Mega World has a recovery plan that does not affect employees. That’s what CEO Rudy Claes says. On Monday, the court will decide whether or not to provide protection against creditors. ACV trade union reacts cautiously and positively.
Mega World is Blokker’s successor in Belgium. The controversial Dutch businessman Dirk Bron took over the chain with 670 employees and converted it into a discount store. However, the company ran into financial difficulties during the corona crisis. The ACV Puls union filed a complaint against Bron, who is on trial in his home country for fraud.
Claes is confident that the company will be protected by the court. He presents a recovery plan with an emphasis on cost control. Store closings or layoffs are not included in the plan. “We need all 119 branches,” says Claes. However, retail property prices, product range, and rental rates are examined. The staff will not have to make any effort, they say.
CONTINUE READING. 7 bankruptcies in 11 years and convicted of fraud: “Blokkers Retter” had to go wrong
The unions asked questions about money transfers to Monaco earlier this week. But there’s nothing wrong with that, says Claes. “Payments to a supplier in Monaco are perfectly legal in a normal business relationship. Actual deliveries, order forms and invoices are offset against payments. The competent authorities can come and check this. “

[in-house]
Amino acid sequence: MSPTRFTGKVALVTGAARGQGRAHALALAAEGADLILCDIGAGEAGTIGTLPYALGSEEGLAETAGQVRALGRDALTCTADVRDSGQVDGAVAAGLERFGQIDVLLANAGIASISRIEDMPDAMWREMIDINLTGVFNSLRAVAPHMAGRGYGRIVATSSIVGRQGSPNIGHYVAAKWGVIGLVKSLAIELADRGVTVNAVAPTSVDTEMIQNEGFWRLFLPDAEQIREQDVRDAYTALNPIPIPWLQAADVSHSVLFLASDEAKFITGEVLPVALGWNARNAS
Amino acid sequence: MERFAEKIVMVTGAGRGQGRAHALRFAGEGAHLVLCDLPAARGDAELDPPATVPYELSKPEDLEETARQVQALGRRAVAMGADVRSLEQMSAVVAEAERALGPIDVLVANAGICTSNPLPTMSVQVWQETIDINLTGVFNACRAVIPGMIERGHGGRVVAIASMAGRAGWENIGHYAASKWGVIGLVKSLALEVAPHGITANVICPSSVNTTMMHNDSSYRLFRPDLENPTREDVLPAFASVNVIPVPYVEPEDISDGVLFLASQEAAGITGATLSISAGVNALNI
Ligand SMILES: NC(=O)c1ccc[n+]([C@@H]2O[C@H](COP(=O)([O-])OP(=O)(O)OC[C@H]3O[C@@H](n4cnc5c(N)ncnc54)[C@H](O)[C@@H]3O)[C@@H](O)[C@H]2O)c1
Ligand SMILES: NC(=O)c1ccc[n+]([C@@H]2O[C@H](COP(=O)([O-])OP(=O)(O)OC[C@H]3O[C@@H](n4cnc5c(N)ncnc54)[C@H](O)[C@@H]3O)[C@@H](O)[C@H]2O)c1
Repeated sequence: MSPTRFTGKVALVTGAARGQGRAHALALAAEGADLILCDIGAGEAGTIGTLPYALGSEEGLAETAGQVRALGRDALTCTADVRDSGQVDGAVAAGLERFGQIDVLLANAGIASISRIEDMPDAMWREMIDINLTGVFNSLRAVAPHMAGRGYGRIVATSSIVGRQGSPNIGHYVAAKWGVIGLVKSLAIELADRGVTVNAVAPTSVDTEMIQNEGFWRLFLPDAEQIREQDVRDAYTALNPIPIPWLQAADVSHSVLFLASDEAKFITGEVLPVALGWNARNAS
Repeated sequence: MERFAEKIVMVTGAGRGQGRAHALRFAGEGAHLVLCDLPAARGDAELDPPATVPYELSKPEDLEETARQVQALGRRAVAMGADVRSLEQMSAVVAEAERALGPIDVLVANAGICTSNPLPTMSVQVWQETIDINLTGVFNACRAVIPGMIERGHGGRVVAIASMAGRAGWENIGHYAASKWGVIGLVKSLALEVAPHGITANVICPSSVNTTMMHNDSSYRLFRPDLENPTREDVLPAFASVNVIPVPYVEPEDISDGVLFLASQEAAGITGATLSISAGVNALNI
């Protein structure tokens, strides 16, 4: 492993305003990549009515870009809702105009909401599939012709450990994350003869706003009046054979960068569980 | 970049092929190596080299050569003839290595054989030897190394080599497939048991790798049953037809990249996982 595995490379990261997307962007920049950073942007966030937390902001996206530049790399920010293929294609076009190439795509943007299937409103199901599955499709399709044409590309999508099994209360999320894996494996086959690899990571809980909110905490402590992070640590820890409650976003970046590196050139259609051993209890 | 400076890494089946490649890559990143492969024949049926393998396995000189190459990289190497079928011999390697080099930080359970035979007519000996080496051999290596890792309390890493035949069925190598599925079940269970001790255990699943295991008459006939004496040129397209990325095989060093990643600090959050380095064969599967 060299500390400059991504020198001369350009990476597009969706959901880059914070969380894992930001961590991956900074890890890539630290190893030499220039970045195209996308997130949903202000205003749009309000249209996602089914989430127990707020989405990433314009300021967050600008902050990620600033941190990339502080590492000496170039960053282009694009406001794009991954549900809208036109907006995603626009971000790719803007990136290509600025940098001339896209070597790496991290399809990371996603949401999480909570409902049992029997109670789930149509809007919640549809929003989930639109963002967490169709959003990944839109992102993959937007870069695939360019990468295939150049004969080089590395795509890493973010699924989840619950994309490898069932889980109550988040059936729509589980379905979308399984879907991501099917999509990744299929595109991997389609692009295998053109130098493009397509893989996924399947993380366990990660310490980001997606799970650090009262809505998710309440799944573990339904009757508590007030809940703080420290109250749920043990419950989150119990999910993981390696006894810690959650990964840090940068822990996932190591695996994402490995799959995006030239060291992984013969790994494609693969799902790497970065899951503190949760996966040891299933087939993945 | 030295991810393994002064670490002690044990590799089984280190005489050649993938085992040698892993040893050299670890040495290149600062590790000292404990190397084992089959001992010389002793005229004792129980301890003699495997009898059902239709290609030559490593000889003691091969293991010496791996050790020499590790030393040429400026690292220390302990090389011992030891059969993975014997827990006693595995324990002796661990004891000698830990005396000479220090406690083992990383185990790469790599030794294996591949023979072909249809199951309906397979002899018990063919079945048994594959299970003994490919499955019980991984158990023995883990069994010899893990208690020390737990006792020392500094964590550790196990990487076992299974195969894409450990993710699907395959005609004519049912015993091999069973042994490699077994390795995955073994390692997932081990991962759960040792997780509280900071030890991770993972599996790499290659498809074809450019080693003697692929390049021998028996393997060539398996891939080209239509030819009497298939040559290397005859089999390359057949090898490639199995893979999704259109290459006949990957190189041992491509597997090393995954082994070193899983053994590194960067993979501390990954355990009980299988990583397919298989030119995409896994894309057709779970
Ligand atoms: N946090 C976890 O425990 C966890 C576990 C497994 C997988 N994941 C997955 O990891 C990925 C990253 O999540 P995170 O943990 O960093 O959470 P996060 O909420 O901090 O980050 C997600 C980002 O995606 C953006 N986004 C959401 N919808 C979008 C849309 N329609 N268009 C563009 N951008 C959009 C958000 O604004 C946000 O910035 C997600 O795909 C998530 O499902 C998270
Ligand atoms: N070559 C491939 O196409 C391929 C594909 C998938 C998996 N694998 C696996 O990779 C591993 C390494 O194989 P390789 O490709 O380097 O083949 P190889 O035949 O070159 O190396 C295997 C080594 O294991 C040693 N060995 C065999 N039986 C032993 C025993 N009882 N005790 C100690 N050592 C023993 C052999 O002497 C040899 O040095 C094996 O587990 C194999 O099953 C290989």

In the meantime, Mega World itself is litigating the chain’s previous owner. “There were no reports on sales,” says Claes.
Claes also gave this whole statement to the unions on Friday. The most important thing for them was that there was more or less clarity about wages, says trade unionist Marc Jacobs from the Christian union ACV. “The social secretariat has already received orders to pay them.” The unions had asked employees earlier this month not to transfer cash in the shops to the employer for the time being, but they have now ended this action.
Incidentally, Jacobs gives the CEO the benefit of the doubt. “We can hardly object that he wants to keep the business and the staff,” he said. “It’s not entirely clear how he’s going to do it. There is no real business plan. We’ll see. “The shops are now open and no union actions are planned.